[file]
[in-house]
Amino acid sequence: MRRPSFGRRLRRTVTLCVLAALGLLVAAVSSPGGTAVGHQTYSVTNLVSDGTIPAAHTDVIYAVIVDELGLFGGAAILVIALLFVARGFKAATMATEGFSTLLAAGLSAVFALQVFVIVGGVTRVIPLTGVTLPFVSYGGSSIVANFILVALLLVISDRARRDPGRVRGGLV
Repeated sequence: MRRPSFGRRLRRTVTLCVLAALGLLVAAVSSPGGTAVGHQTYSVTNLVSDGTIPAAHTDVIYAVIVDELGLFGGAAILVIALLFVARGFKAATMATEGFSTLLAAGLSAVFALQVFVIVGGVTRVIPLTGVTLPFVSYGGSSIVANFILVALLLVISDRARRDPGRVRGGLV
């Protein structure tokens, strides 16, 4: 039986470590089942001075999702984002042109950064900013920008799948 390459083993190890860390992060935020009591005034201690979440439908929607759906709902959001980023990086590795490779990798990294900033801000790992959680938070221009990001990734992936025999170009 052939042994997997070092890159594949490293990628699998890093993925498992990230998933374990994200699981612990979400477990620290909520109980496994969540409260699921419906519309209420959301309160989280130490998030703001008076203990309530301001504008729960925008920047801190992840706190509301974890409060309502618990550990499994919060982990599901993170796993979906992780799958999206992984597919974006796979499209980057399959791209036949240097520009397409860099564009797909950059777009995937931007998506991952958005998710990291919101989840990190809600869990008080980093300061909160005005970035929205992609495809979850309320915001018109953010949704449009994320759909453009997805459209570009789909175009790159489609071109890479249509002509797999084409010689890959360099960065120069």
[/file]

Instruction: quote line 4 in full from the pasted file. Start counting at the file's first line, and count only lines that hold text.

């Protein structure tokens, strides 16, 4: 039986470590089942001075999702984002042109950064900013920008799948 390459083993190890860390992060935020009591005034201690979440439908929607759906709902959001980023990086590795490779990798990294900033801000790992959680938070221009990001990734992936025999170009 052939042994997997070092890159594949490293990628699998890093993925498992990230998933374990994200699981612990979400477990620290909520109980496994969540409260699921419906519309209420959301309160989280130490998030703001008076203990309530301001504008729960925008920047801190992840706190509301974890409060309502618990550990499994919060982990599901993170796993979906992780799958999206992984597919974006796979499209980057399959791209036949240097520009397409860099564009797909950059777009995937931007998506991952958005998710990291919101989840990190809600869990008080980093300061909160005005970035929205992609495809979850309320915001018109953010949704449009994320759909453009997805459209570009789909175009790159489609071109890479249509002509797999084409010689890959360099960065120069």